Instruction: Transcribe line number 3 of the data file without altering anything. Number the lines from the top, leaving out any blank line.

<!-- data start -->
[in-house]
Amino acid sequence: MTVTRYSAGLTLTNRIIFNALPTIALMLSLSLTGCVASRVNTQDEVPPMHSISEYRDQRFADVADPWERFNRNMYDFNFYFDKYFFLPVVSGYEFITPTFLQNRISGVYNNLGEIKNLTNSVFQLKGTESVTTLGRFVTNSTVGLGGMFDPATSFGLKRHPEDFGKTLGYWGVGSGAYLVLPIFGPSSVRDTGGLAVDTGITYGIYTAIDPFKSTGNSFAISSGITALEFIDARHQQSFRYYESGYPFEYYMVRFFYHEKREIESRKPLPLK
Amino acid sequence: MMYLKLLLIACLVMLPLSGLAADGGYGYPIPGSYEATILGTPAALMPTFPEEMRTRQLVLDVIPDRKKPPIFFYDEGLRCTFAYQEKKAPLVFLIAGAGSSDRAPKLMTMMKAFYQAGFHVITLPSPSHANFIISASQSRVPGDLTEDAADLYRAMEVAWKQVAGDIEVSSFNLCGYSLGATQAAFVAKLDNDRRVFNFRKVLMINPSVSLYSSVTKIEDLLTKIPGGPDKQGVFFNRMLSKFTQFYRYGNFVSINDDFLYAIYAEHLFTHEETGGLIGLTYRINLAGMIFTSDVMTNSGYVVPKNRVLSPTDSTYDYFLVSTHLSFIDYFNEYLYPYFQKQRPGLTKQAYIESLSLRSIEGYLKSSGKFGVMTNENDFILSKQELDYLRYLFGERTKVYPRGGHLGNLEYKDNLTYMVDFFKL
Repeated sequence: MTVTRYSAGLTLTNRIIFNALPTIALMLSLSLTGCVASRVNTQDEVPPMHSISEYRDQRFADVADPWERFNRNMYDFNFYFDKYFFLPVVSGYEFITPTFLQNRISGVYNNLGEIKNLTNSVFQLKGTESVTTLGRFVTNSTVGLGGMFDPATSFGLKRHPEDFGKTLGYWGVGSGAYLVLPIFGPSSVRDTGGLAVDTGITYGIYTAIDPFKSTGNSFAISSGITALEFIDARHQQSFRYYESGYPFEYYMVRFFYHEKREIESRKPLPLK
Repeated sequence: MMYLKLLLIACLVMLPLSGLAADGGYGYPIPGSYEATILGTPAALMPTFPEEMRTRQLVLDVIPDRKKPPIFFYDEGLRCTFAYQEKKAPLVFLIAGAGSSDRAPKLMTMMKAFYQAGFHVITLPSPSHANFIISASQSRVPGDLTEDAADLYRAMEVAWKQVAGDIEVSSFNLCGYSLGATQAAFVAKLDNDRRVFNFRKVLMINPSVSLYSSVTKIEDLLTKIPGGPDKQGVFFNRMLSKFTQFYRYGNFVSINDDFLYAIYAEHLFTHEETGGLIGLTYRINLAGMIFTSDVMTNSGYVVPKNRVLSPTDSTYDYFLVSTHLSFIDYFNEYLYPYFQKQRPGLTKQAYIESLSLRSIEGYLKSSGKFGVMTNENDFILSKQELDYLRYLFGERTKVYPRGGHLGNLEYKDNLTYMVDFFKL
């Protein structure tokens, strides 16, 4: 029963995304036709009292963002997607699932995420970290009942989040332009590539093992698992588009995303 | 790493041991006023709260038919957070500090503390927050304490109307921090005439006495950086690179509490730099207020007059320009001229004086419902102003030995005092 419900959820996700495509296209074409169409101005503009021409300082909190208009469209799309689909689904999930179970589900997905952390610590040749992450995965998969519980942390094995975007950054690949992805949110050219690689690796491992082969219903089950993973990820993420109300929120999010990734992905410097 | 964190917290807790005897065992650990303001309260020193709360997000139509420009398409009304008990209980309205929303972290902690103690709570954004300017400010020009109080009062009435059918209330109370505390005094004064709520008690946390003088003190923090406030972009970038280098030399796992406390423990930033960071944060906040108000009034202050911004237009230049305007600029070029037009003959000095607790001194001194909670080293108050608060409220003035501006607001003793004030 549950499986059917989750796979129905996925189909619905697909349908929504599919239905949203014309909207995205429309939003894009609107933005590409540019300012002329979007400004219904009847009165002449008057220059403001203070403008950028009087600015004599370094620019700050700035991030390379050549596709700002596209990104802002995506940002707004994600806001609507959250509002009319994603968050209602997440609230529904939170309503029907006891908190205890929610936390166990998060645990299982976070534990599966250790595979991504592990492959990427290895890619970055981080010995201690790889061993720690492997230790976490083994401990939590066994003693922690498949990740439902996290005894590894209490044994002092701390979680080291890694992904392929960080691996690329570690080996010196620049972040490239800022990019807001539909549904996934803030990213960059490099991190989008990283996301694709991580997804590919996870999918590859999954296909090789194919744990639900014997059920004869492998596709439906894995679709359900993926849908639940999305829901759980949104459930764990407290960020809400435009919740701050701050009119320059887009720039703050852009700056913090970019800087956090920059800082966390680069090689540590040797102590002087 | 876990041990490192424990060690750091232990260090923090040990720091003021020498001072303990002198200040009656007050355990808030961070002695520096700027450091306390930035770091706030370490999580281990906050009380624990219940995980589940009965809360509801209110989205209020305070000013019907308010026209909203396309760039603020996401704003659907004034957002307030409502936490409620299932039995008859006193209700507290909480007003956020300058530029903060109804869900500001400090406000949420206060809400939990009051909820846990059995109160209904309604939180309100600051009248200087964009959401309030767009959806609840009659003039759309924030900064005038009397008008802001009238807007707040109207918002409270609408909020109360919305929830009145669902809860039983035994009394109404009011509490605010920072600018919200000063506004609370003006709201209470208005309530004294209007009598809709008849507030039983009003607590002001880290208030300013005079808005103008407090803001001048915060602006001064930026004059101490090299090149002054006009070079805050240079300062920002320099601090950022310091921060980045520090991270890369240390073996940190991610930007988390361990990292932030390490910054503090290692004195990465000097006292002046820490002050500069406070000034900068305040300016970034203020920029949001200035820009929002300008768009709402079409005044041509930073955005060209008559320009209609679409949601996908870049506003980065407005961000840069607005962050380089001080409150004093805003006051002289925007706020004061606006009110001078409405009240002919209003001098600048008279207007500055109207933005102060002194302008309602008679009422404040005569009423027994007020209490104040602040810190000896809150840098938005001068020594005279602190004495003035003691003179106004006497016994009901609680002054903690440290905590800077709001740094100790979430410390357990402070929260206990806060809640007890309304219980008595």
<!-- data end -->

Amino acid sequence: MMYLKLLLIACLVMLPLSGLAADGGYGYPIPGSYEATILGTPAALMPTFPEEMRTRQLVLDVIPDRKKPPIFFYDEGLRCTFAYQEKKAPLVFLIAGAGSSDRAPKLMTMMKAFYQAGFHVITLPSPSHANFIISASQSRVPGDLTEDAADLYRAMEVAWKQVAGDIEVSSFNLCGYSLGATQAAFVAKLDNDRRVFNFRKVLMINPSVSLYSSVTKIEDLLTKIPGGPDKQGVFFNRMLSKFTQFYRYGNFVSINDDFLYAIYAEHLFTHEETGGLIGLTYRINLAGMIFTSDVMTNSGYVVPKNRVLSPTDSTYDYFLVSTHLSFIDYFNEYLYPYFQKQRPGLTKQAYIESLSLRSIEGYLKSSGKFGVMTNENDFILSKQELDYLRYLFGERTKVYPRGGHLGNLEYKDNLTYMVDFFKL